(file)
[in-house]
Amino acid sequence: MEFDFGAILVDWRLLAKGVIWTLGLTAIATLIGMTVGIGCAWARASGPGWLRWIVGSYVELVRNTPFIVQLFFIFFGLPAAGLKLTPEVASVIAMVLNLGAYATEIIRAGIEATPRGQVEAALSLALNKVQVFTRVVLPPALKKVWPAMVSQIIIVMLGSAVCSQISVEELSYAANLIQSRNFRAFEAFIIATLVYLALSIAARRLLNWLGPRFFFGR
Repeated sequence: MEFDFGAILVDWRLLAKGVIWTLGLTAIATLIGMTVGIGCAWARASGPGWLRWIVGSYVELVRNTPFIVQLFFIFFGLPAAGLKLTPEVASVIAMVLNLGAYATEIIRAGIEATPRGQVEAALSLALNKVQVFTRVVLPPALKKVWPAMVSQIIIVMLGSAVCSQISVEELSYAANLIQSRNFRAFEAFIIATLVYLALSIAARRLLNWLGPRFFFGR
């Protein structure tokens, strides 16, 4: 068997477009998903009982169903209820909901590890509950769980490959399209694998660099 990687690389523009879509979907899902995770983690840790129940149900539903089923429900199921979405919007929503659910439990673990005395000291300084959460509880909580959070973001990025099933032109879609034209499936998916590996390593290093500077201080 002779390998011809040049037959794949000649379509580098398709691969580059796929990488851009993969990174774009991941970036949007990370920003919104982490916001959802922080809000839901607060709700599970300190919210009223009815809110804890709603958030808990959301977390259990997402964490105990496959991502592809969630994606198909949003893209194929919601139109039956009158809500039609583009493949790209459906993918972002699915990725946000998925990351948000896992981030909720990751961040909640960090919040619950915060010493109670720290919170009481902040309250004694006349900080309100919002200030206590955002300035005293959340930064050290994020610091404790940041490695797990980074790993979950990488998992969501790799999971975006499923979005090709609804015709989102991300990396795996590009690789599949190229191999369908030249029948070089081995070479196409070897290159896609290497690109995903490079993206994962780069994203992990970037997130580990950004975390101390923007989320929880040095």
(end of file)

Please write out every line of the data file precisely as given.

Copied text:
[in-house]
Amino acid sequence: MEFDFGAILVDWRLLAKGVIWTLGLTAIATLIGMTVGIGCAWARASGPGWLRWIVGSYVELVRNTPFIVQLFFIFFGLPAAGLKLTPEVASVIAMVLNLGAYATEIIRAGIEATPRGQVEAALSLALNKVQVFTRVVLPPALKKVWPAMVSQIIIVMLGSAVCSQISVEELSYAANLIQSRNFRAFEAFIIATLVYLALSIAARRLLNWLGPRFFFGR
Repeated sequence: MEFDFGAILVDWRLLAKGVIWTLGLTAIATLIGMTVGIGCAWARASGPGWLRWIVGSYVELVRNTPFIVQLFFIFFGLPAAGLKLTPEVASVIAMVLNLGAYATEIIRAGIEATPRGQVEAALSLALNKVQVFTRVVLPPALKKVWPAMVSQIIIVMLGSAVCSQISVEELSYAANLIQSRNFRAFEAFIIATLVYLALSIAARRLLNWLGPRFFFGR
């Protein structure tokens, strides 16, 4: 068997477009998903009982169903209820909901590890509950769980490959399209694998660099 990687690389523009879509979907899902995770983690840790129940149900539903089923429900199921979405919007929503659910439990673990005395000291300084959460509880909580959070973001990025099933032109879609034209499936998916590996390593290093500077201080 002779390998011809040049037959794949000649379509580098398709691969580059796929990488851009993969990174774009991941970036949007990370920003919104982490916001959802922080809000839901607060709700599970300190919210009223009815809110804890709603958030808990959301977390259990997402964490105990496959991502592809969630994606198909949003893209194929919601139109039956009158809500039609583009493949790209459906993918972002699915990725946000998925990351948000896992981030909720990751961040909640960090919040619950915060010493109670720290919170009481902040309250004694006349900080309100919002200030206590955002300035005293959340930064050290994020610091404790940041490695797990980074790993979950990488998992969501790799999971975006499923979005090709609804015709989102991300990396795996590009690789599949190229191999369908030249029948070089081995070479196409070897290159896609290497690109995903490079993206994962780069994203992990970037997130580990950004975390101390923007989320929880040095």